"In construing ambiguous tax statutes it is the duty of the courts to ascertain and declare the intention of the Legislature, and the statute as thus construed must be applied uniformly to all taxpayers within its purview."

¶2 In the first syllabus it is announced that tax statutes will be construed most strongly against the state and in favor of the taxpayer but that rule "is inapplicable in a case where the question is which of two formulae the Legislature has made applicable to an industry, and the selection of either will operate to the advantage of some taxpayers and to the disadvantage of others."

¶3 It is a well established rule that tax statutes must be applied uniformly to all taxpayers subject to their terms. Under the holding of the majority opinion the plaintiff is granted the right to divide its taxable year into two distinct periods. The 1947 Act reduces the tax rate for corporations from 6% to 4% beginning January 1, 1947. Plaintiff had income from the sale of capital assets in 1947, after the statute reducing the rate became effective, and was permitted by the majority opinion to report all income from that source as earned in 1947 when the 4% rate was effective.

¶4 Let us assume that the other taxpayers having the same fiscal year, from July 31, 1946 to August 1, 1947, sold capital assets in 1946 and had to pay 6% for such income. It is readily seen that the corporation which sold capital assets in 1947 would gain a material advantage over the corporation which happened to sell its capital assets in 1946 while the 6% rate was in effect. Uniformity in the application of tax laws to all similarly situated would be destroyed.

¶5 Let us assume that each taxpayer included in the return for the fiscal year all income for the entire 12 months and paid on the average rate for the entire taxable year, which is 4.833. Each would be gaining the benefit of the reduction in rate and uniformity would prevail.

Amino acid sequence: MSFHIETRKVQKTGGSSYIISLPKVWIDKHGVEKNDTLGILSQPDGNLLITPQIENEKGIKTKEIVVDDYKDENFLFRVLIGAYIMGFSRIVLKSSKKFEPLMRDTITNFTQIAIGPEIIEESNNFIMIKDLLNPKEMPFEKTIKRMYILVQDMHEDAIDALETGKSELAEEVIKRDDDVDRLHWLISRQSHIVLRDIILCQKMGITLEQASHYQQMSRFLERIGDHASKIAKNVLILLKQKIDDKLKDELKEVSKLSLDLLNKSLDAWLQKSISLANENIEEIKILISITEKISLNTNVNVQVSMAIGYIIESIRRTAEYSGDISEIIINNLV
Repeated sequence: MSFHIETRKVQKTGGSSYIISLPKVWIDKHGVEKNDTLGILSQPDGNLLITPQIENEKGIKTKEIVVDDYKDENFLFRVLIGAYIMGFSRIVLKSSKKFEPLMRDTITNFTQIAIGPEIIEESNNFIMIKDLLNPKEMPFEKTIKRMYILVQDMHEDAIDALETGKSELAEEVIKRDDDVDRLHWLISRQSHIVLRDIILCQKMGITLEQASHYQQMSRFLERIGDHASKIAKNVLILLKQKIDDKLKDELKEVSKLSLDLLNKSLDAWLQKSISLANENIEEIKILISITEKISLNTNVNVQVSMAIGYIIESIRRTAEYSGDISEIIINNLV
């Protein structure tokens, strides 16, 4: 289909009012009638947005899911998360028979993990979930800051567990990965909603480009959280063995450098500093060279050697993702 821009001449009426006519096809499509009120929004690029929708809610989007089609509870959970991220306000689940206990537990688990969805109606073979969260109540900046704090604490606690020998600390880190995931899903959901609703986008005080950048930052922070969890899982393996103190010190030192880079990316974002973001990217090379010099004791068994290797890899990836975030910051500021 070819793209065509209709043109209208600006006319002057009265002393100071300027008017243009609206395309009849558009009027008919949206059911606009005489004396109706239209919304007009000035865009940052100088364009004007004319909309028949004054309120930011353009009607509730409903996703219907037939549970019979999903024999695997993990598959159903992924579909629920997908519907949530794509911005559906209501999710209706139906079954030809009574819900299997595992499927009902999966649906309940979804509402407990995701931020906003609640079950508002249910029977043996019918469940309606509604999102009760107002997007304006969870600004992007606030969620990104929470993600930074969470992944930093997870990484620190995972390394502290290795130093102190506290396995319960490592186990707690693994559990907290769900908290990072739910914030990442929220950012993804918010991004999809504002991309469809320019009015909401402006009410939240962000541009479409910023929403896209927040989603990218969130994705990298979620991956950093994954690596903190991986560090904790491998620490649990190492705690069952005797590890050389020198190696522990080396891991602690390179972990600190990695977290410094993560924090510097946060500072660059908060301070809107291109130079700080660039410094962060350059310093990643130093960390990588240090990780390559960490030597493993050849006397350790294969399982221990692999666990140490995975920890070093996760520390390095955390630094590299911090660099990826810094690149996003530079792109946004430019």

¶6 The 1947 Act provides that its provisions shall apply to all income earned after December 31, 1946. I do not agree that plaintiff's income from the sale of capital assets was earned in 1947. The record shows that many of the capital assets sold in 1947 were purchased several years prior thereto. The income from their sale was received or captured in 1947 but were not earned in that year.

¶7 The taxable year means a full 12 month period covered by the taxpayer's return. Sec. 876 (a), 68 O.S. 1951, levies an income tax "for each taxable year". Sec. 874 (h) provides:

"(h) The term `taxable year', as herein used, means the calendar year, or the fiscal year ending during such calendar year, upon the basis of which the net income is computed under this Act. `Taxable year' includes, in the case of a return made for a fractional part of a year, the period for which such return is made. The term `fiscal year', as herein used, means an accounting period of twelve months ending on the last day of any month other than December; * * *."

¶8 Sec. 893 (a) provided in part as follows:

"(a) The net income of any taxpayer subject to a tax imposed by this Act shall be computed upon the basis of the taxpayer's annual accounting period, fiscal year or calendar year as the case may be, in accordance with the method of accounting regularly employed in keeping the books of such taxpayer; * * *."

¶9 In the case of Burnet v. Sanford & Brooks Co., 282 U.S. 359, 51 S. Ct. 150, 75 L. Ed. 383, it is held that an income tax is assessed on an annual return showing the net results of the taxpayer's transactions during a calendar year.